A unique postal history archive showcasing the Lake District’s rich heritage from the Edwardian era to the mid-20th century is coming up for auction.
From Sir Malcom Campbell’s Blue Bird K4 on Coniston Water and the Miss England II disaster on Lake Windermere to closed railway lines, defunct stations and tram depot, the transport section alone is a historical treasure trove.
The carefully catalogued collection of 4,500 postcards also includes records of day-to-day working practices from bygone Cumbria to evocative images of the Lake District.
They feature in Richard Winterton Auctioneers’ Stamps & Postal History Sale on Thursday, May 13, starting at 9.30am and broadcast online live from The Lichfield Auction Centre.
“It shines a light on how people lived their day-to-day lives,” said ephemera specialist Robert French.
“Working images include steelworks, blacksmiths, woodcutters, farming, quarrying, mining, weaving and fishing.
“There are postcards of harbours including ship launches, sanatoriums, schools, colleges, courts, police and the army.
“These sit alongside pictures of early tourism in the region.
“Rare and unusual examples from the Edwardian era and early 20th Century include rock climbing, skating on frozen lakes, swimming and beach games – in full Edwardian attire.”
Uppies and Downies and Appleby New Fair
There are several postcards of the Appleby New Fair, the ‘Uppies and Downies’ football match traditionally played in Workington at Easter, several fetes, pageants and shows including the Coronation Festival.
“It’s fascinating how these famous places looked a century ago,” said Mr French.
“Ambleside, Windemere, Grasmere, Scafell, Coniston, Derwentwater, Skiddaw, Ullswater, Helvellyn, Penrith, Keswick, Derwentwater and many more are all present, as are stately homes across the region and castles including Appleby, Brough, Kirkby Stephen (Pendragon), Penrith (Lowther), Dacre, Cockermouth and Piel.”
As well as Lakeland pleasure boats and ferries, water speed record attempts feature Sir Malcolm Campbell in the Blue Bird K4 on Coniston Water, August 19, 1939, and the ill-fated Miss England II disaster on Lake Windermere, on June 13 – Friday 13th – 1939 in which pilot Sir Henry Seagrave was killed.
There are also images of pre-WW1 biplanes, hydroplanes and two images of the Vickers’ Naval Airship Number One in Cavendish Dock at the Port of Barrow in September 1911.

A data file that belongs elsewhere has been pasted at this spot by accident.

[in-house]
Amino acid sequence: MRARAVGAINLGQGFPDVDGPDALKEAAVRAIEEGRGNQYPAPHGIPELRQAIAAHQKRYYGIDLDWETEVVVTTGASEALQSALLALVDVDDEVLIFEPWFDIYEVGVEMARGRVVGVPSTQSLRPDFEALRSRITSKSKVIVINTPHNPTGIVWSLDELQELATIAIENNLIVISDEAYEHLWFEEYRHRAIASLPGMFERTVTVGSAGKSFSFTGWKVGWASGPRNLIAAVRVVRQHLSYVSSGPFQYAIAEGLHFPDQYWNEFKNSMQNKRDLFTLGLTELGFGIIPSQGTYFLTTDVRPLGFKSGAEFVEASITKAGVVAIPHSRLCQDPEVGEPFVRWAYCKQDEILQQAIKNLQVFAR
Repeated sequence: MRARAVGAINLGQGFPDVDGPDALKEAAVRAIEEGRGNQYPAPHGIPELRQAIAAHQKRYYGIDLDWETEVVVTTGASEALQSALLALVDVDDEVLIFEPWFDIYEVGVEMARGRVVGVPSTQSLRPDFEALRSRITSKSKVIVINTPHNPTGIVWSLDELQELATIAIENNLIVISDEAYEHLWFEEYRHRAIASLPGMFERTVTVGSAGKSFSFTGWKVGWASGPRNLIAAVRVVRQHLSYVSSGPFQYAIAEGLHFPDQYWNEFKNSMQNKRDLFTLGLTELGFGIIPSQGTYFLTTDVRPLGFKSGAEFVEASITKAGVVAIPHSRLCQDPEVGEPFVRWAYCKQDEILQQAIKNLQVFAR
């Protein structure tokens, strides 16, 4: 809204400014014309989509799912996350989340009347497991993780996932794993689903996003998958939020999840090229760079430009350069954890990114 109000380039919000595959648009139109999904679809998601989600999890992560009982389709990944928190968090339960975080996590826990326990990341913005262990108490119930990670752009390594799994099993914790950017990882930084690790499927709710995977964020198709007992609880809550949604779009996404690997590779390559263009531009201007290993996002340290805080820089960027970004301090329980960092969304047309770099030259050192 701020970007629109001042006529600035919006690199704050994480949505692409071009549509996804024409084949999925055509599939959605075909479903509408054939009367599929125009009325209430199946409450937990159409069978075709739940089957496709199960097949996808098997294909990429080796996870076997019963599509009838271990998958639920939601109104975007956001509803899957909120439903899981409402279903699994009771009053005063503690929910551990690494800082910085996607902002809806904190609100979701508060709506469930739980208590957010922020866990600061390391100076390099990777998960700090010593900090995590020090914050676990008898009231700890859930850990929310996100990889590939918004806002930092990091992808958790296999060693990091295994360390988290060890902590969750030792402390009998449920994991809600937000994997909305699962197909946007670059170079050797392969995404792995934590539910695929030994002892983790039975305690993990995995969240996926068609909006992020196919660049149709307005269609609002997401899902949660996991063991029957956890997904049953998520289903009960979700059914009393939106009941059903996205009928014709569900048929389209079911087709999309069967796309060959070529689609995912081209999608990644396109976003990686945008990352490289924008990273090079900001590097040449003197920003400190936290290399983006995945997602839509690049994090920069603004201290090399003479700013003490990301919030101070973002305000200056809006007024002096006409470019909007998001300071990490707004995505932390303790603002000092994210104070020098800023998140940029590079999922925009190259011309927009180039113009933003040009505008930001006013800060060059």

“The airship was nicknamed ‘Mayfly’, in that ‘it may fly one day’,” said Mr French.
“It never did.”
Artillery soldier killed by lightning
Another rare card shows the military funeral of Gunner Newell 33rd RFA, an artillery soldier killed by lightning on June 11, 1912.
“The archive opens up a fascinating window on a part of the country we all know and love and reveals what life was really like there a century ago,” added Mr French.
“The entire collection is beautifully presented and in fantastic condition.”
Viewing for the sale is offered strictly by appointment only on Wednesday, May 12, between 9am and 4pm – telephone 01543 251081 to book.
The May 13 auction also includes some of the UK’s most coveted postage stamps, many with links to Cumbria.
An 1840 Twopenny Blue – the world’s second official postage stamp – on the original ‘wrapper’, is estimated to fetch £500.
The wrapper housed a letter posted to Hawkshead and bears an 1844 cancellation franking, suggesting that the original purchaser of the stamp kept it in a drawer unused for four years.
The original 2d blue was only printed between May and August 1840 and had long been replaced by an upgraded design by the time it was finally franked in 1844.
“When you have a rare stamp with the wrong postmark on an attractive wrapper complete with back-stamps and seal, all the elements really have come together to create a rare beastie indeed,” said philately specialist Phil Ives.
“It is part of a wonderful early GB collection with an emphasis on quality.”